Medicine Circle - NW

by Jenny Chapman Diary

Traditionally the first night of Samhain[1] (‘summer’s end’) began when the sun went down. Bonfires were lit to mark the change of season. Livestock passed through the bonfires or embers to get rid of parasites before over-wintering in barns. Those animals unlikely to survive were slaughtered for the Samhain feasts.

This theme of death, or killing that which is unlikely to or should not survive, is continued in other ways.

Samhain is a time for divination - about death and marriages - and for luck or warding off evil spirits, ghosts and witches. A day of remembrance when the veil between the worlds is thinnest, allowing communication with the dead. In the past soul cakes were given out and the recipients asked to pray for those who had died during the year. The Hallowe’en game of apple-bobbing probably began with divinatory rites to foresee the future. It was believed successful apple bobbers were sure of marrying by the next Hallowe’en.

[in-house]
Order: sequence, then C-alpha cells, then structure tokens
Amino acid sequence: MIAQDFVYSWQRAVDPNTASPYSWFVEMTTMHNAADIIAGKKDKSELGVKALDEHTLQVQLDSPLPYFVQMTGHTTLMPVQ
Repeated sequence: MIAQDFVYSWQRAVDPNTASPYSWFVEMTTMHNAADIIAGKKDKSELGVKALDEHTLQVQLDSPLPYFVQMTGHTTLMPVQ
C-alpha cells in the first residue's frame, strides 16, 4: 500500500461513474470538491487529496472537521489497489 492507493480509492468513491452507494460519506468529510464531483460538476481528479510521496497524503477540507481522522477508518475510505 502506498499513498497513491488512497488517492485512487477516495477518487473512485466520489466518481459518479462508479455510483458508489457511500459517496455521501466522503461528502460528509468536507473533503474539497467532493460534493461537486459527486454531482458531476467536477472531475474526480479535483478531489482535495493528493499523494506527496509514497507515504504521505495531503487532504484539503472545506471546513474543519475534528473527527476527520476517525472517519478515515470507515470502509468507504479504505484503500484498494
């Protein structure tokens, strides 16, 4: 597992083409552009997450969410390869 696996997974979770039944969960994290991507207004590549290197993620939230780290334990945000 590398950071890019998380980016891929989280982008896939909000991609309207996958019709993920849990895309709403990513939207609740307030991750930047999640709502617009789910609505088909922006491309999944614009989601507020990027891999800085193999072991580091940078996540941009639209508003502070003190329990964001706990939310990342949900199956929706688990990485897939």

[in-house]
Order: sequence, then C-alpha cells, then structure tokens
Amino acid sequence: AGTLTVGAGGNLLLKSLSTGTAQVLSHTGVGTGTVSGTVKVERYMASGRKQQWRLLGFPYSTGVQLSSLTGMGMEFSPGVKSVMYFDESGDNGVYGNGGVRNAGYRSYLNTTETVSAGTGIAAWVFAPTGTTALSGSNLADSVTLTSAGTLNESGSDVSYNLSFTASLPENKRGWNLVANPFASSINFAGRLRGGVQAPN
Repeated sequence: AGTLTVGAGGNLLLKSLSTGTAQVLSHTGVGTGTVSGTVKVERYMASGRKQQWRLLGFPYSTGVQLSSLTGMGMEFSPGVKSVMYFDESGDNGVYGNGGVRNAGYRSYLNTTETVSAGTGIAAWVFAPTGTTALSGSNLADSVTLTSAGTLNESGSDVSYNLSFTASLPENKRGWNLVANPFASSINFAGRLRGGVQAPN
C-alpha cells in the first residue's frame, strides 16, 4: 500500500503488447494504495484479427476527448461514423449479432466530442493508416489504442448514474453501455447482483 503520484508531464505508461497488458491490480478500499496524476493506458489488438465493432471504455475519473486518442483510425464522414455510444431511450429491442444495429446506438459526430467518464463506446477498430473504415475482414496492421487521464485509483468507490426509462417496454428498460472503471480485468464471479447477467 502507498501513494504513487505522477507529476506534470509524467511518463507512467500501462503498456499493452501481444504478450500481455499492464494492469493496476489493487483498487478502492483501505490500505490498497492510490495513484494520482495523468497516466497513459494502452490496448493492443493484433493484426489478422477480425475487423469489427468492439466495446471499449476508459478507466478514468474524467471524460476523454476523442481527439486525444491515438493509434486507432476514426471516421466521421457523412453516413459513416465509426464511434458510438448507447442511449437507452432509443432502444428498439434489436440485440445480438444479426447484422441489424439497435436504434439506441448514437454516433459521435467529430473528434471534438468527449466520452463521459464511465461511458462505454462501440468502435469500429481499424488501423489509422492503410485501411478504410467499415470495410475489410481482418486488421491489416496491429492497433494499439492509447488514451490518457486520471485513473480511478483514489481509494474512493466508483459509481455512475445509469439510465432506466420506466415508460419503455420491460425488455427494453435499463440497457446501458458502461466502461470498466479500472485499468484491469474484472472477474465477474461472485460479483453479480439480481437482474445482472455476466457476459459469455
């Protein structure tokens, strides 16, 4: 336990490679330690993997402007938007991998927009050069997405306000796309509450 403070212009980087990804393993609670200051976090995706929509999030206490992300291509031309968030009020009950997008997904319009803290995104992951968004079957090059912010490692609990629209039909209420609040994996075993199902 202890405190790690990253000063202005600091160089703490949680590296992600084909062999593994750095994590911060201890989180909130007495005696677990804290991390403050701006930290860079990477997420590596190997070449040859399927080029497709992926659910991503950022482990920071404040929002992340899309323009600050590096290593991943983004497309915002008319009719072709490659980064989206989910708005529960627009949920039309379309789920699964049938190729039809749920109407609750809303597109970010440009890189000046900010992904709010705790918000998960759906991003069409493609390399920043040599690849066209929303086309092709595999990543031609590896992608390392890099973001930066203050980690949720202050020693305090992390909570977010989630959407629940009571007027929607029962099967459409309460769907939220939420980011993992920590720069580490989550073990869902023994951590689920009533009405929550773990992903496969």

It is a time to honour the dead including our ancestors and for personal reflection. In Somerset pumpkin lanterns and their bearers represent the spirits of the dead briefly returning from the Land of Shades. In Ireland it is said the faery mounds opened and they rode out to roam the countryside. Whilst, in Wales it was the Ladi Gwyn or White Lady and the Black Sow who chased foolish travellers. Elsewhere the names of those who were to die in the following year were called out at midnight.

This day signals the close of harvest and inaugurates the start of winter. The Earth retains memories just as our subconscious does. It is as if the elements of our Northern winter - the cold, darkness, silence, storms and winds - set the scene for the coming year. At Samhain, our emotions brew and ferment like a baker’s yeast. We might recognise; the physiological reason we re-enact dramas, set boundaries, find our own inner truth, rest like nature and then realise something invisible in the plain light of day, understand that the physical structures around us reflect our own mental approach or our lineage affects our present behaviour.

 


[1] Today, when both Christian and pagan beliefs are mixed together, this festival lasts from October 31st to November 5th. In the early church is was celebrated on February 21st or May 1st or 13th.